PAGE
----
The main focus of these limits is on overall market risk, credit risk and, more specifically, on interest rate risk as well as on currency risk and equity price risk.


 
5.3 Asset and liability management (ALM)

The main objective of the ALM process is to ensure that the Swiss Life Group’s insurance operations can meet their commitments to policyholders at all times while also adequately compensating shareholders for making risk capital available. Based on the economic principles of risk management and on the risk appetite definition applied in the risk budgeting process, ALM comprises the following main activities: strategic asset allocation and distribution policy with regard to surplus generated on investments.

The ALM process is centrally coordinated at Group level by means of local asset and liability management committees with representatives from local senior management and representatives from Group level. The local units are in charge of implementing the decisions. The process requires the involvement of investment management, finance, actuarial and risk functions.

Compliance with external constraints — Aspects other than the purely economic view must also be considered in the ALM process, such as regulatory requirements including statutory minimum distribution ratios (“legal quote”), funding ratios, solvency, local accounting rules and International Financial Reporting Standards, liquidity requirements and rating targets. Some of these views may lead to results that are not aligned with the economic approach, but nevertheless need to be taken into account.

Depending on the regulatory framework in which the Swiss Life Group’s insurance operations evolve, the asset portfolios might need to be split to reflect the different categories of insurance products. The asset portfolios of the insurance operations in Switzerland have been separated to distinguish between individual life and group life. As a consequence, such separation is also reflected in the ALM process.

Strategic asset allocation — Strategic asset allocation is the first major task of the ALM process and aims at achieving an efficient risk capital allocation, i.e. optimising the returns on the asset portfolio for the available risk capital defined within the risk budgeting process, taking into account all known constraints.

The liabilities are largely predefined in terms of amount and timing of the payments and the associated assumptions are regularly reviewed. The corresponding asset portfolios mainly comprise fixed-income instruments. This way, the impact of interest rate fluctuations and the risk capital consumption are strategically optimised under a risk/return point of view, thus ensuring that the policyholders receive the benefits they were promised. Policyholders benefit from the ensuing investment returns in the form of discretionary participation, while shareholders benefit from an increase in the value of their investment in the Swiss Life Group.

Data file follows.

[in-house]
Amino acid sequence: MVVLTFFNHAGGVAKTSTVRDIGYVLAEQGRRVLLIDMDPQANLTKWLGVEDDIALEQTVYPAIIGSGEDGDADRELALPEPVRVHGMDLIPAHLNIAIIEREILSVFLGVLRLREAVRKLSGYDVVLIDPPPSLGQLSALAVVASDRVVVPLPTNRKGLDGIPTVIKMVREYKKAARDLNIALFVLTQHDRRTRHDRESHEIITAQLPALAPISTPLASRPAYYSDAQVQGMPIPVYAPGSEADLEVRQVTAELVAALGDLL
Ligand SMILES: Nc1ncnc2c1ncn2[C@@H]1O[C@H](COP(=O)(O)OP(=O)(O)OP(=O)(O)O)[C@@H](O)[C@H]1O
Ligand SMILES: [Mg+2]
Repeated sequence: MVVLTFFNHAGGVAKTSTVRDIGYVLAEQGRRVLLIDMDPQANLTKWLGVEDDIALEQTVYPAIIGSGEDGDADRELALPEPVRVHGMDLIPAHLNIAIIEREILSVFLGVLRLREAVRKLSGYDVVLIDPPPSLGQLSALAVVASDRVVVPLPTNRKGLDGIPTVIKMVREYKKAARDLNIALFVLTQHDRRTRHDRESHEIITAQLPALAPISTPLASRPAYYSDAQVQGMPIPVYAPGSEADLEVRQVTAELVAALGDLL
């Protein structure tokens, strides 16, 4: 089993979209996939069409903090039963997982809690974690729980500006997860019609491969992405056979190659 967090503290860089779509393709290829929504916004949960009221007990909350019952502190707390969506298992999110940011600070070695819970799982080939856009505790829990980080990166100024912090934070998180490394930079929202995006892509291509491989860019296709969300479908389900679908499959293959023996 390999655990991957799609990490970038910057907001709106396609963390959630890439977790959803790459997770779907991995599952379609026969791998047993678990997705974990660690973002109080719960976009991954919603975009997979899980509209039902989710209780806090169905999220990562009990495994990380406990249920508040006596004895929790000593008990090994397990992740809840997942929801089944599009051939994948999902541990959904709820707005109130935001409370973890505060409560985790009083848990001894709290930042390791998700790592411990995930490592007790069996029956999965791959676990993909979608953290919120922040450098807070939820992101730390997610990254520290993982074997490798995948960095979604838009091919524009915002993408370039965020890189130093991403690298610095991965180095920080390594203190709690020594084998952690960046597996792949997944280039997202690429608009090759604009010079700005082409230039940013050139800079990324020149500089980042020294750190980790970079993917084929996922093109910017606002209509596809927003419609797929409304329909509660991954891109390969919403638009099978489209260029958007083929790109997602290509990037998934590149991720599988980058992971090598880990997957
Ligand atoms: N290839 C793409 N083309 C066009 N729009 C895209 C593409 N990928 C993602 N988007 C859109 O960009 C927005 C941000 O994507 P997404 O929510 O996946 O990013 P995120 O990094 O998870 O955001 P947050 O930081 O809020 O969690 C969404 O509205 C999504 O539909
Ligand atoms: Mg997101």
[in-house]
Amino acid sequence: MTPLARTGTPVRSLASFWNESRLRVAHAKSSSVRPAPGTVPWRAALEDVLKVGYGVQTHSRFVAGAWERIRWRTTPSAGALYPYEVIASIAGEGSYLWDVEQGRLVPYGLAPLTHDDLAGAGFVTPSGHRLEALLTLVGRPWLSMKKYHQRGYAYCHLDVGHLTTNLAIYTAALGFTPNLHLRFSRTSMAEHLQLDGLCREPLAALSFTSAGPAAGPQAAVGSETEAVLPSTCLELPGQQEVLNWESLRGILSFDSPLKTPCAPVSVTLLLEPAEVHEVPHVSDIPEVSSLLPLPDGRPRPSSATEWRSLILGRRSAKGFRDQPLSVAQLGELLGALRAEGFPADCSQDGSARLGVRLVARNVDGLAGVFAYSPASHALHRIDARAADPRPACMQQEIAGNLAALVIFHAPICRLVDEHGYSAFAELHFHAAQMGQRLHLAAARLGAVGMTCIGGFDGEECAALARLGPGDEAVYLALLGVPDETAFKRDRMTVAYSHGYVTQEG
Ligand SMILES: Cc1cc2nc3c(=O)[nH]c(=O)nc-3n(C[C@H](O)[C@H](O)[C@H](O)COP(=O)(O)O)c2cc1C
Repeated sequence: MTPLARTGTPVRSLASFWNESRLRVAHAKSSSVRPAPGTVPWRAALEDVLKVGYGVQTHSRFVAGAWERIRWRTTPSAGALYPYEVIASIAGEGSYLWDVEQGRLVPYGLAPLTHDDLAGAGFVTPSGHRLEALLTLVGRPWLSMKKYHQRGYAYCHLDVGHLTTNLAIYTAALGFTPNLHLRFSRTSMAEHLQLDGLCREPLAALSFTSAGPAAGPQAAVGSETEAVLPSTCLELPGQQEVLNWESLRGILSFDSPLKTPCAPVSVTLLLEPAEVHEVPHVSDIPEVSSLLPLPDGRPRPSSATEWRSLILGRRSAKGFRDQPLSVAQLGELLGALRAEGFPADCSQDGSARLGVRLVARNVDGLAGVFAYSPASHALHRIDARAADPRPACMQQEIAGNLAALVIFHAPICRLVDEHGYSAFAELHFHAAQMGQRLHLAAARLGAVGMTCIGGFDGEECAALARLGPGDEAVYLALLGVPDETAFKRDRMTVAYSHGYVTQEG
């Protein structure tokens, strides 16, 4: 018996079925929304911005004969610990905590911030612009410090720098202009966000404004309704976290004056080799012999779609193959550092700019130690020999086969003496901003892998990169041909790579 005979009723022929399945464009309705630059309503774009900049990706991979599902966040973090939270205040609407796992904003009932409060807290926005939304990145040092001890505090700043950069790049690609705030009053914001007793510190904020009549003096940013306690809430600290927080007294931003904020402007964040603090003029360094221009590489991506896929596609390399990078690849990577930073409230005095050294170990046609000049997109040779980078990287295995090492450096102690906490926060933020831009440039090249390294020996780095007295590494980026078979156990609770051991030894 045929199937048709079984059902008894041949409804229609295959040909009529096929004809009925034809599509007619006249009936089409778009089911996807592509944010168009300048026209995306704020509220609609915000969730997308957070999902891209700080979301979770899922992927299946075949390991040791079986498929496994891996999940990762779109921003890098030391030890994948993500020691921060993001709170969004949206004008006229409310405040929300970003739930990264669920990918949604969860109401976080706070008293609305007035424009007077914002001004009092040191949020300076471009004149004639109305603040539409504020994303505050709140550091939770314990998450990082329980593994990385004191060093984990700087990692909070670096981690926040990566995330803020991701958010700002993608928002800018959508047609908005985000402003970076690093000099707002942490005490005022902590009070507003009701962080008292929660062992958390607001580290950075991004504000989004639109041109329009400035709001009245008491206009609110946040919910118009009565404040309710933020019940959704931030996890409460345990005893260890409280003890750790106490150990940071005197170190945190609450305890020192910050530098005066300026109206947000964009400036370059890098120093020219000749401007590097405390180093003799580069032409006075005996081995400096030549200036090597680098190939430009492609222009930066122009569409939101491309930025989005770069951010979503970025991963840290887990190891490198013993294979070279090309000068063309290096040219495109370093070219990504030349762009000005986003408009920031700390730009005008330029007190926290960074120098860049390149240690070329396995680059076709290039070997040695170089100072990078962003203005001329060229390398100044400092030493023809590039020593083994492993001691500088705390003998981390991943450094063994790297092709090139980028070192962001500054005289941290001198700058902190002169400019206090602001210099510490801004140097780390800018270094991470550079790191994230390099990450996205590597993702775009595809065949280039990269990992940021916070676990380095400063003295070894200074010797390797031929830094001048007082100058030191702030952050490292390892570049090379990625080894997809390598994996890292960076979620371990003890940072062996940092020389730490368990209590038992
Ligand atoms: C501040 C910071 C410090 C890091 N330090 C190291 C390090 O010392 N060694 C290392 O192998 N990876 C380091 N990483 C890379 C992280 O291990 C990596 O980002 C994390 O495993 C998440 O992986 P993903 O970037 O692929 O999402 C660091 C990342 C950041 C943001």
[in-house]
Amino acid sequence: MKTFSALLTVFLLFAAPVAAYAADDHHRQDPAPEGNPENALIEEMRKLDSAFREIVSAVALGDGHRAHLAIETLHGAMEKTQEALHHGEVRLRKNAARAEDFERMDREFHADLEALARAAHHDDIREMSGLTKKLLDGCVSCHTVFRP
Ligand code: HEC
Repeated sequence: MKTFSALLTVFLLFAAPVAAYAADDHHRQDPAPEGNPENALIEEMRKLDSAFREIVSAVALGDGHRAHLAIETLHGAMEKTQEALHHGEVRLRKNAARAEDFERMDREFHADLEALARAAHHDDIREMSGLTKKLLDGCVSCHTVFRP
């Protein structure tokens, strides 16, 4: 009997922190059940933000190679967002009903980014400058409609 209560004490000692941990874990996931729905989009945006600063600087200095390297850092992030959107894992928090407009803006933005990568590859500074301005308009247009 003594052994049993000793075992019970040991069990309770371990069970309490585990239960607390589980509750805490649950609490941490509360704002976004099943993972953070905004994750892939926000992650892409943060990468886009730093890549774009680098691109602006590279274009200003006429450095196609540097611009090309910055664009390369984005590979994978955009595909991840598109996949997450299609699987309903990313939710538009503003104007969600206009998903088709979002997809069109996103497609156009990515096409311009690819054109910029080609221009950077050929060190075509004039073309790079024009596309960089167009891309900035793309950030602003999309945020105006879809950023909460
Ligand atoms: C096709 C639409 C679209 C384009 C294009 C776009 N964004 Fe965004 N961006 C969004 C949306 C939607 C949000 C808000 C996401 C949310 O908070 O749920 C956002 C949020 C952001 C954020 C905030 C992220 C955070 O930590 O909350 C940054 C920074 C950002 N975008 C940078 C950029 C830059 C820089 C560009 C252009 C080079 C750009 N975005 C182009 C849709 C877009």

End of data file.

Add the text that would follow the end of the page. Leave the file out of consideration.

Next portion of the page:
The strategic asset allocation is therefore determined on the basis of the individual existing commitments and the risk capacity of the Swiss Life Group’s insurance operations. The strategic asset allocation is reviewed at least once a year and adjusted if necessary.

The ALM process has been applied in all relevant insurance operations of the Swiss Life Group.

Distribution policy — The distribution policy seeks to harmonise the interests of the different groups of stakeholders. Holders of traditional life insurance policies favour a guaranteed minimum interest rate coupled with regular and appropriate discretionary participation whereas shareholders place greater emphasis on returns commensurate with the level of risk they are exposed to. Internal guidelines have been developed which define the policies for the allocation of policyholder participation with regard to annual bonus and terminal bonus. The focus of the Swiss Life Group lies on the sustainability of the business model and should balance the policyholders’ and shareholders’ expectations.

External constraints must be considered in the definition of the distribution policy. Important elements which influence such policy are minimum guaranteed interest rates and the statutory minimum distribution ratio (“legal quote”), which strongly depend on the regulatory environments of the Swiss Life Group’s insurance operations.

Product design — The targets of risk management are supported by product design principles. Product design defines which guarantees and benefits are built into a specific product to respond to the demand from and expectations of customers. The actuarial bases used for this purpose should ensure that each individual product generates a sufficient contribution margin. To ensure that the Group’s principles are observed, guidelines on product management and underwriting have been introduced to harmonise the local guidelines and to ensure that they are in line with the guidelines of the Group. As the Group’s insurance entities operate in a number of different countries, the local regulatory constraints may have an impact on the business unit organisation and product range. These constraints must always be obeyed.


 
5.4 Financial risk management objectives and policies

The Group is exposed to financial risk through its financial assets, financial liabilities (primarily investment contracts and borrowings), reinsurance assets and insurance liabilities. In particular, the key financial risk is that the proceeds from the financial assets are not sufficient to fund the obligations arising from the insurance and investment contracts, as well as from borrowings and other liabilities. The most important components of the financial risk are interest rate risk, equity price risk, credit risk, currency risk and liquidity risk.